From Publishers Weekly
In this pithy discussion, renowned scholars debate the American penal system through the lens—and as a legacy—of an ugly and violent racial past. Economist Loury argues that incarceration rises even as crime rates fall because we have become increasingly punitive. According to Loury, the disproportionately black and brown prison populations are the victims of civil rights opponents who successfully moved the country's race dialogue to a seemingly race-neutral concern over crime. Loury's claims are well-supported with genuinely shocking statistics, and his argument is compelling that even if the racial argument about causes is inconclusive, the racial consequences are clear. Three shorter essays respond: Stanford law professor Karlan examines prisoners as an inert ballast in redistricting and voting practices; French sociologist Wacquant argues that the focus on race has ignored the fact that inmates are first and foremost poor
people; and Harvard philosophy professor Shelby urges citizens to break with Washington's political outlook on race. The group's respectful sparring results in an insightful look at the conflicting theories of race and incarceration, and the slim volume keeps up the pace of the argument without being overwhelming. (Sept.)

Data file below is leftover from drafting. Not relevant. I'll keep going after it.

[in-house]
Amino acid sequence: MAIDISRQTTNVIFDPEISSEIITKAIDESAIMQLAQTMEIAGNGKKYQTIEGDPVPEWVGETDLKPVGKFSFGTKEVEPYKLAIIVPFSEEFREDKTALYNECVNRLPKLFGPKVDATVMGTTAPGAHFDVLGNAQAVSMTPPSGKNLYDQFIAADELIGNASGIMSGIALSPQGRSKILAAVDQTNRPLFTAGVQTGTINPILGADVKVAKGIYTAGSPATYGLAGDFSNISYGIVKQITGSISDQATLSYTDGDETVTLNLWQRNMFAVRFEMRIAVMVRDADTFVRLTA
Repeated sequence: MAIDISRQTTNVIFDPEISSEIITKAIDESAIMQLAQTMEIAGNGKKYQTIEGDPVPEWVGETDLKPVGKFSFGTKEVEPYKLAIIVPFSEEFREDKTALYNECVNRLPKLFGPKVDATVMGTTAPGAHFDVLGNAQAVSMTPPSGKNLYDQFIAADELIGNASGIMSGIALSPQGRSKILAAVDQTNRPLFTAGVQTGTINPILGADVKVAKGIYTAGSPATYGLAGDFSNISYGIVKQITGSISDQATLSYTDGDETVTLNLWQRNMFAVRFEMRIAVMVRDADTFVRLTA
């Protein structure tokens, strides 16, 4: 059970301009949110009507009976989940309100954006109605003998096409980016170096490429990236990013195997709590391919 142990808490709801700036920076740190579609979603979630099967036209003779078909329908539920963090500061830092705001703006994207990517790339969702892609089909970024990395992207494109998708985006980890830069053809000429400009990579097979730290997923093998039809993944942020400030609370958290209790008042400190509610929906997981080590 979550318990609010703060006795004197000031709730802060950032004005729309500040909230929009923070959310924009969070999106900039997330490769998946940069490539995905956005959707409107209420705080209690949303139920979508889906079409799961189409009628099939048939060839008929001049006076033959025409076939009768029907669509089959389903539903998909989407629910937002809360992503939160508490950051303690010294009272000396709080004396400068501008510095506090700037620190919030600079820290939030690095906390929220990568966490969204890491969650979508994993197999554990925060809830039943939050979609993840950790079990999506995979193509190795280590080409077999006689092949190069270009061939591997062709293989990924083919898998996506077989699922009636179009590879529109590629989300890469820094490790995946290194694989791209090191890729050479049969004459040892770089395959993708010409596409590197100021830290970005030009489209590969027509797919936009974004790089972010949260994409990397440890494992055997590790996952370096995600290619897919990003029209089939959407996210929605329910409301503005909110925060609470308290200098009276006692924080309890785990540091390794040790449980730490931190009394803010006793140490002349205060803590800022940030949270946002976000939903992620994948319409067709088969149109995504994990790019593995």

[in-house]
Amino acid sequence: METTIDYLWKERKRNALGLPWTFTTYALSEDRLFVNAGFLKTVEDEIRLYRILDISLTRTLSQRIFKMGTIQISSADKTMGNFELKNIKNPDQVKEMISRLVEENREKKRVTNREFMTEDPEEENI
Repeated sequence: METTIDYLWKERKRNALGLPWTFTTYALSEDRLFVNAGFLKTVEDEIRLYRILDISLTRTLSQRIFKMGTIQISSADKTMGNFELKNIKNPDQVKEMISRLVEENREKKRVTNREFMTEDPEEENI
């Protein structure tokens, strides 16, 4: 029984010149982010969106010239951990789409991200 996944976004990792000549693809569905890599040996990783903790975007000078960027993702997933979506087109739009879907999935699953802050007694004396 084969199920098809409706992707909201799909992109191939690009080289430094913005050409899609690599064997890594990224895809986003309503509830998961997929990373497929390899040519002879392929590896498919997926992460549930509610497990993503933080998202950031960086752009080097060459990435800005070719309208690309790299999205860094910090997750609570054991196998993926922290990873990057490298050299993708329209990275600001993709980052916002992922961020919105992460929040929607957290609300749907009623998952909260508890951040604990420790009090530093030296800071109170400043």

Copyright © Reed Business Information, a division of Reed Elsevier Inc. All rights reserved.
With 5 percent of the world’s population, the U.S. accounts for 25 percent of those who are imprisoned. What does that say about American values? asks economist Loury. Those statistics suggest that the U.S. is a punitive society targeting its punishment disproportionately more often at the poor and racial minorities, stigmatizing huge segments of the population, he asserts. Starting with that premise, Loury invited commentary at a forum on race and incarceration from three scholars: Pamela Karlan, Tommie Shelby, and Loic Wacquant. The result is a slim book that is, nonetheless, a penetrating look at the troubling trends in incarceration in the U.S. and the broader impact on American society. Karlan highlights voter disenfranchisement of blacks and offers a historic perspective since Reconstruction. Shelby explores the complexities of individual choice and social structure and the responsibility of society to explain the consequences of individual actions to the poor people most likely to be incarcerated. And Wacquant emphasizes economic class as a greater indicator than race of who is likely to be incarcerated. --Vernon Ford